06 Oct 2023 - 04 Feb 2024

A Convening of Civic Poets



A Convening of Civic Poets is part of a multi-faceted collaboration between KADIST and Sharjah Art Foundation. Co-curated between both directors and includes a good selection of works from their respective collections, coupled with other invited works and practitioners. The exhibition in Paris will be followed by a chapter in Sharjah in the Spring of 2024.

A Convening of Civic Poets is a project gathering films, playlists and conversations, drawings and other artworks which collectively enquire into the figure and practice of the civic poet, and its potential to redefine the scope of civic engagement.

Civic poetry is generally understood as a politically engaged form of poetical production, in which the poet is not detached from the social struggles of his. her context and time, but rather acts as an accomplice and activist for them through their practice.

Pier Paolo Pasolini, one of its greater exponents, defended a vision of civic poetry based on the belief that poetry is not about individual fulfillment but that it is essential for the civic enterprise of social transformation.

Civic poets dig deeper into the present and historical urgencies we are part of, and contravene any given expectations. Their writings, utterances, and gestures intercede in favor of a non-indulgent but ample, radical and embodied notion of social justice.

Many of the artists present in this exhibition pay homage to such figures. Continuing his series of portraits of key intellectuals of our times, Manthia Diawara’s feature film Angela Davis: A World of Greater Freedom follows and dialogues with the philosopher and activist on her notion and experience of freedom as situated in the long strand of her anti-prison, anti-racist, black feminist activism.

The exploration of Jean Genet’s radical allyship is at the center of Bouchra Khalili’s film Twenty-Two Hours and installation The Typographer & The Radically Ally. Hajra Waheed’s research materials acknowledge the work of poets, singers, and activists whose songs are blended into the sound compositions of Hum, a project ultimately exploring the lexicons that emerge from within collective struggles in order to amplify transnational solidarities. Among the sources is Nûdem Durak, a Kurdish singer imprisoned for singing in her native language. On her side, Jinoos Taghizadeh stamps on the reverse of common stamps the portraits of four Iranian intellectuals murdered in 1989 because of their opposition to the government. Similarly, multiple voices of black female civil rights protesters are channeled in the work of Helina Metaferia, celebrating the legacy of inherited stories of protest in today’s social movements.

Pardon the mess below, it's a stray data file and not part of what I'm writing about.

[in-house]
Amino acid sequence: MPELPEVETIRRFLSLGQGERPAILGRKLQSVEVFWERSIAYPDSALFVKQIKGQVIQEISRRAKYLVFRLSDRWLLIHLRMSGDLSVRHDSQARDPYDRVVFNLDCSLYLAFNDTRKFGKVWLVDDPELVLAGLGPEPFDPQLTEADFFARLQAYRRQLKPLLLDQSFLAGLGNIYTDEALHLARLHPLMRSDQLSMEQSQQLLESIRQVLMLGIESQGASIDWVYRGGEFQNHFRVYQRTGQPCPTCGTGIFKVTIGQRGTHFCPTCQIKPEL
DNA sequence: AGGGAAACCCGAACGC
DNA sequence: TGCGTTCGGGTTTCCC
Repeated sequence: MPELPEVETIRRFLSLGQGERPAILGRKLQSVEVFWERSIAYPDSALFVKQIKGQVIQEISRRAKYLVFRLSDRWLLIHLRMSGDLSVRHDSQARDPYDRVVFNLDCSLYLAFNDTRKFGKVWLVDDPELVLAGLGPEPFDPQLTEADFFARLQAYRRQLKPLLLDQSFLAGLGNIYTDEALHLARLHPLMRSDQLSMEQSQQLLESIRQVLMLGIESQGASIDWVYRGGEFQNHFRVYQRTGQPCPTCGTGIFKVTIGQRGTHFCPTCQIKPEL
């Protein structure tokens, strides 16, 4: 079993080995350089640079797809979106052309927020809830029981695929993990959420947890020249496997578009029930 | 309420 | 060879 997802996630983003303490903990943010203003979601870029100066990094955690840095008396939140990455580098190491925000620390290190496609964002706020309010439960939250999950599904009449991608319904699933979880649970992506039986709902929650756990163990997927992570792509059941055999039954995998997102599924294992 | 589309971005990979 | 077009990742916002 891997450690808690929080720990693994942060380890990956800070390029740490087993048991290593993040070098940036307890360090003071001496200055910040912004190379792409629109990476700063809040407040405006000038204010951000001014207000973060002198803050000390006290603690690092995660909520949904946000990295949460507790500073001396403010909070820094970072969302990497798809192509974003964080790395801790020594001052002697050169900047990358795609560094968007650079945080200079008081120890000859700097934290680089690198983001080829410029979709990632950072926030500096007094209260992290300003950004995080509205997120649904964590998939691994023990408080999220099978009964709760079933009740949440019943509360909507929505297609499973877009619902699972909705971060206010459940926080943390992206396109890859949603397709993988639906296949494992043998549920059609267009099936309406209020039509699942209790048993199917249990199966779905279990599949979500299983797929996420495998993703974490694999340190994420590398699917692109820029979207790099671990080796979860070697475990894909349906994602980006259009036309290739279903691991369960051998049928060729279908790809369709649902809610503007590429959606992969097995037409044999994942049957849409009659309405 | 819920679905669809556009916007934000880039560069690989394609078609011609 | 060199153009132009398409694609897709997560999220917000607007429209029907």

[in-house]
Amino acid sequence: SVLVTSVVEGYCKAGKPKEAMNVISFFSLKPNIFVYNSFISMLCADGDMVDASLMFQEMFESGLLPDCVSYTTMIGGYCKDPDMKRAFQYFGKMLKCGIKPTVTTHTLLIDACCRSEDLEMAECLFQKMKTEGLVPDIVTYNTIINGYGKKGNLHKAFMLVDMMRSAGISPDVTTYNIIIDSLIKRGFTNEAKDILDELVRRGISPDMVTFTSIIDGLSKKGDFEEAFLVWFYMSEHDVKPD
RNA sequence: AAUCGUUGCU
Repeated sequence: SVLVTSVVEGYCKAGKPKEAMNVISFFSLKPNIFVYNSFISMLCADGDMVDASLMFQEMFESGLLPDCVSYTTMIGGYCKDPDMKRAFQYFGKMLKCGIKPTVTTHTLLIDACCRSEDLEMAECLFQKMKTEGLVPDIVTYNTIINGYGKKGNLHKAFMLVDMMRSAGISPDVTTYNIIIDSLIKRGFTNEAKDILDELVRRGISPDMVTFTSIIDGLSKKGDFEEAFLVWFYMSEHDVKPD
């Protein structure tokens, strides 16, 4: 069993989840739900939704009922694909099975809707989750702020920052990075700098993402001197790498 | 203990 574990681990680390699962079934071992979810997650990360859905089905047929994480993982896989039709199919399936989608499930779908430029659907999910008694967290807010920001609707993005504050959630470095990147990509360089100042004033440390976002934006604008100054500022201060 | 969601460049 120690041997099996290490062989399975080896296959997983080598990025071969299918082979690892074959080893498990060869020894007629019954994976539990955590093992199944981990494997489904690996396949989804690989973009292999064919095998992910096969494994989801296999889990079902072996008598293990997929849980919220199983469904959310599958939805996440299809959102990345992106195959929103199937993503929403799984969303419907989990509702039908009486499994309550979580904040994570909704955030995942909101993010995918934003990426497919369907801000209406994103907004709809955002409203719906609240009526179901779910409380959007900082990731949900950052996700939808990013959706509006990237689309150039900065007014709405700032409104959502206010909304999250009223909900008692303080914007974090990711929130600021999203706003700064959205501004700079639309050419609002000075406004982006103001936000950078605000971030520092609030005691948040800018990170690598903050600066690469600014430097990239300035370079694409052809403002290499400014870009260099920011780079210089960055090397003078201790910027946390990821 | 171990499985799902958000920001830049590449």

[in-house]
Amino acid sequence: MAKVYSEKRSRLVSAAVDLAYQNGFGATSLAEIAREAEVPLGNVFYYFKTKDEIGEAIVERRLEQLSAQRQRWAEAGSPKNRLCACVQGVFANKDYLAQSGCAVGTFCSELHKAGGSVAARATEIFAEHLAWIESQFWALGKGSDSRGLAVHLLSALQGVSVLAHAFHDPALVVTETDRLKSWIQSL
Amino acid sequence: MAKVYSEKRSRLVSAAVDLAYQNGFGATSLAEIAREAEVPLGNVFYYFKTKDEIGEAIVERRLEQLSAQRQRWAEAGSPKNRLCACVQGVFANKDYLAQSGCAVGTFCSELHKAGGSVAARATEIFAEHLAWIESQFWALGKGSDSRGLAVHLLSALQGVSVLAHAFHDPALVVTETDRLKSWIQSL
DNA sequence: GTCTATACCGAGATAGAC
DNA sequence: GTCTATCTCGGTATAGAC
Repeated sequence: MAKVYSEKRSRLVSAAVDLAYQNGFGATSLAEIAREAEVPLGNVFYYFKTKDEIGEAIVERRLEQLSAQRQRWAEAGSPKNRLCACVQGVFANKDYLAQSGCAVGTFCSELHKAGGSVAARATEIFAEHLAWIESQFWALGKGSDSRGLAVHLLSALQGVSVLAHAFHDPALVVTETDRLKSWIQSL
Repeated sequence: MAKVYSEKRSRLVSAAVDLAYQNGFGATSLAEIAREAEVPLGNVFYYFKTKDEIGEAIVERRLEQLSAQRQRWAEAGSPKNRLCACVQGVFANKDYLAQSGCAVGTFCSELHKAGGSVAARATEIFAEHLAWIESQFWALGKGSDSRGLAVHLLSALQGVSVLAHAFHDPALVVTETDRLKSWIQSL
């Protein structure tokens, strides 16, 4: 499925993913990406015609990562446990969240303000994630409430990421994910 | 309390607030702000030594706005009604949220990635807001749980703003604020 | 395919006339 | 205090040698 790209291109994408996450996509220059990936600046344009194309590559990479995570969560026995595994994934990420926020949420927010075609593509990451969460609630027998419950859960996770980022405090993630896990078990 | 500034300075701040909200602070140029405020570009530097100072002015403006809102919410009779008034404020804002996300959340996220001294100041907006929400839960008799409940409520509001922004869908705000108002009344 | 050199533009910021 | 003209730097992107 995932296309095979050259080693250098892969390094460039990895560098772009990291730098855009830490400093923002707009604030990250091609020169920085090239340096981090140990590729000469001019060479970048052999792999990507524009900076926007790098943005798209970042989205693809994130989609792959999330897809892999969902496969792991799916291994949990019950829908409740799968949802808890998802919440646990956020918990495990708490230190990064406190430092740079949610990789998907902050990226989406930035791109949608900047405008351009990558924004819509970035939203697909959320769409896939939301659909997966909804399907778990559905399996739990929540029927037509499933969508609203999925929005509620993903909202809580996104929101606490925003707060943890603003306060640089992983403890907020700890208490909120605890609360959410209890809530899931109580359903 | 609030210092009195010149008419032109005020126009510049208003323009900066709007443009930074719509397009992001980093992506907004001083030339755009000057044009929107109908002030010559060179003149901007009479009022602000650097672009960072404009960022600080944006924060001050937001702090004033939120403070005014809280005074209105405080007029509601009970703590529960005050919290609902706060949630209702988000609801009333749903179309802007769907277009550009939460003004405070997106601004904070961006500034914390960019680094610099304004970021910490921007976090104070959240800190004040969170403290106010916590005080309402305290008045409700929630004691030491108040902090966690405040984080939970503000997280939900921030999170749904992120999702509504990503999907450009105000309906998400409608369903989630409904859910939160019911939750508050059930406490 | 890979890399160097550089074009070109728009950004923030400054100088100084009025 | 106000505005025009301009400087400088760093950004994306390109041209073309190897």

Radios, and the long tradition they have served in the dissemination of transformative ideas and sounds, are also present in the exhibition. The playlist by the Learning Palestine Group for Radio Alhara composes a transhistorical assemblage of sounds and addresses from poets, intellectuals, and musicians concerning Palestine.

Hajer Ben Boubaker’s podcast episodes Barbès Blues trace the story of Mokhtar, an unavoidable reference in the North African migrant and workers movements in Paris, to chart a constellation of the interconnected political and cultural struggles departing from the neighborhood of Barbès.

Other artists in this show define themselves as poets, and make use of the specific matter of language and utterance in the works presented here. This is the case of the iconic Palabrarma series by poet and artist Cecilia Vicuña, born out of the drive to harness the political force of language in the wake of repressive dictatorships. Another one is David Wojnarowicz, as portrayed in the films done in collaboration with photographer Marion Scemama, in which the artist and activist uses spoken word to vehemently denounce in the context of the AIDS crisis the programmed death enforced through the stigmatization of sexuality.

The constellation of gestures, voices, and issues raised by the works and their echoes shape the blurry contours of a geography of struggle and solidarities, from Palestine to Barbés. A central question thus lingers at the heart of it, registered in the drawings of Nidhal Chamekh, on how artists assume the role of witness and accomplice.

Additionally, a program of public events of workshops and conversations with Joe Namy and Farah Al Qasimi will further expand on the questions and practices at stake.

Renouncing to any form of exhaustivity or conclusion, but rather tending towards the propositional, this project seeks to probe the timeliness of civic poetry today to expand a sphere of radical civility, propelling new poetics and tactics of engagement.

Press release from Kadist

Image: Bouchra Khalili. Left to right: The Typographer. 2019; The Radical Ally. 2019. Installation view of A Convening of Civic Poets at Kadist, Paris, 2023. Photography © Aurélien Mole. Image courtesy of Kadist